IS has dug extensive networks of tunnels and stashed them with rations, solar cells for 'charging devices'
The 24-hour Islamic State assault on the Iraqi city of Kirku has ended, with all all IS fighters killed by Iraqi forces or having died in suicide bombings, the city's police chief said.
"Forty-eight Daesh (IS) terrorists have been killed in the clashes," Brigadier General Khattab Omar Aref told AFP, adding that some of them blew themselves up when the security forces cornered them.
The IS assault on Kirkuk, some 175 kilometers (109 miles) south east of Mosul began early Friday in an apparent attempt to draw Iraqi forces away from the group's last major stronghold in the country.
Earlier in the day another 46 people were killed by IS fighters in the city, mostly security forces.
"We have 46 dead and 133 wounded, most of them members of the security services, as result of the clashes with Daesh (IS)," an interior ministry brigadier general told AFP.
A source at the Kirkuk health directorate confirmed the toll as the directorte called for blood donations to assist with the emergency.
The jihadist group has executed hundreds of men and boys over the past few days as Iraqi coalition forces close in on Mosul and heavy skirmishes have broken out in the surrounding areas.
Some 284 men and boys were killed Thursday and Friday after being rounded up from around the city for use as human shields against coalition attacks, a security source told CNN.
The source said corpses were pushed into mass graves at Mosul's now-inoperative College of Agriculture in the north of the city, where the executions took place.
The source said the victims, which included some children, were shot. CNN said it could not independently verify the claim.
The United Nations earlier said that it was "gravely worried" that IS had taken some 550 families from a village nearby Mosul and was using them as human shields.
The casualty count comes as US Defense Secretary Ashton Carter arrived in Baghdad Saturday to review the six-day-old offensive to retake Mosul.
He will meet commanders from the 60-nation coalition which is led by the United States and assists Iraqi forces in their drive against the jihadists.
A senior defense official told reporters ahead of the trip that "It's the beginning of the campaign. We do feel positively about how things have started off, particularly with the complicated nature of this operation."
Carter is also due to meet Iraqi Prime Minister Haider al-Abadi and is expected to discuss Baghdad's objections to Turkish involvement in the Mosul operations.
The long-awaited offensive on the jihadists' last stronghold in Iraq was launched last week, with some 30,000 troops involved in the country's largest military operation since the pullout of US troops in 2011.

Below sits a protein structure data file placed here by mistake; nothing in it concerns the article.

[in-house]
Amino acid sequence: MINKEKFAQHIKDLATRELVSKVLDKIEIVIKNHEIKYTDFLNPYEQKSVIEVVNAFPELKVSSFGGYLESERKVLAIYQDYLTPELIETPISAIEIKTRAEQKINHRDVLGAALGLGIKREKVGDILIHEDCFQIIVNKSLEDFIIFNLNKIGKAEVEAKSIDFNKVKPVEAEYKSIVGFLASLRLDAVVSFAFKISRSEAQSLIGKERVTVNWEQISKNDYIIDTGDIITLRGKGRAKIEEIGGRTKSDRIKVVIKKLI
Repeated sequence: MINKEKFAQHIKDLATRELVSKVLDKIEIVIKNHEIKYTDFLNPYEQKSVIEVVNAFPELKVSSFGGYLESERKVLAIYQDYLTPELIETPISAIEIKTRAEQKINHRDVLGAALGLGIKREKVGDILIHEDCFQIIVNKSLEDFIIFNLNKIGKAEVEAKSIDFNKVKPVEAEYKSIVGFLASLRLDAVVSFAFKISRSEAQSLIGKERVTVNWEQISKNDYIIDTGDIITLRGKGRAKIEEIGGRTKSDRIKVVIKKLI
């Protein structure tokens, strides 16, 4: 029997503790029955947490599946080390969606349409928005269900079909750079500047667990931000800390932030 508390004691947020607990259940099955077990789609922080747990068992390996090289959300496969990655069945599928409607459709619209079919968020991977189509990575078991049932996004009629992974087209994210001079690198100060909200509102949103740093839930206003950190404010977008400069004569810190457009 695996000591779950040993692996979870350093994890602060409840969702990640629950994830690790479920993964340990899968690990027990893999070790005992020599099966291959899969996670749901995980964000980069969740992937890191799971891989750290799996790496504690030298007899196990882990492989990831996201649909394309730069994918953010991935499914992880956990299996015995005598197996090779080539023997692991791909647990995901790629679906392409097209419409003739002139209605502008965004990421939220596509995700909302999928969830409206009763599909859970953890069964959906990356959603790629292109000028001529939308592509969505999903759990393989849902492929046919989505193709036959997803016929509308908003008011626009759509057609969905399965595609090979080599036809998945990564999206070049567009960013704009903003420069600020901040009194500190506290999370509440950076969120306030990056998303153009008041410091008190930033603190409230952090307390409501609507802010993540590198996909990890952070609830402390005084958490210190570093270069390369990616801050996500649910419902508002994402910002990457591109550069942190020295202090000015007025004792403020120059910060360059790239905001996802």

Forces have already retaken dozens of villages, mostly south and east of Mosul.
But officials have said the battle for Iraq's second-largest city could take "months". The areas leading into the city have been peppered with landmines and the group has planted suicide vehicles in several locations to hamper the troop's approach.
In another attempt to slow the advance on Mosul, IS has ignited sulfur stores at an industrial plant south of the city, the Wall Street Journal reports.
Col. John Dorrian, spokesman for the U.S.-led coalition in Iraq, said in a statement that “Daesh ignited toxic sulfur residue stored at al-Mishraq (south of Mosul) in an attempt to disrupt the ISF advance.”
An Iraqi general told AFP that the sulfur cloud from plant has killed two civilians.
"Daesh blew up the sulphur plant two days ago and that has led to the deaths of two people among the civilians in nearby villages," General Qusay Hamid Kadhem said.
US troops have been wearing gas masks as the putrid smoke drifts towards a U.S. military base and nearby villages.
The group has dug an extensive network of tunnels in preparation for a long battle, stashing canned foods, clothing, and water in bunkers they could use to take shelter from air strikes or ambush coalition forces.
IS fortifications were discovered in the village of Sheikh Amir, which was re-taken by Kurdish forces on Monday.
Iraqi forces also discovered documents left behind by IS fighters, including a list of orders to be carried out in preparation for sieges, CNN reports.
Among some 12 orders listed were instructions to stockpile at least a month's worth of rations; to avoid gathering in the open in order to avoid attracting airstrikes; and to equip each station with "a solar cell for charging devices."
The jihadists are expected to use hit-and-run tactics, ambushes, snipers, bombs, berms and trenches to slow down and bleed Iraqi forces as they tighten their grip on the city.
Mosul was seized by the so-called Islamic State in 2014 and is at least five times bigger than any other city controlled by the group.
It is the last major population center in Iraq still held by the jihadists, the liberation of which would effectively eliminate the group's self-declared "Islamic caliphate" from Iraq.
(Staff with agencies)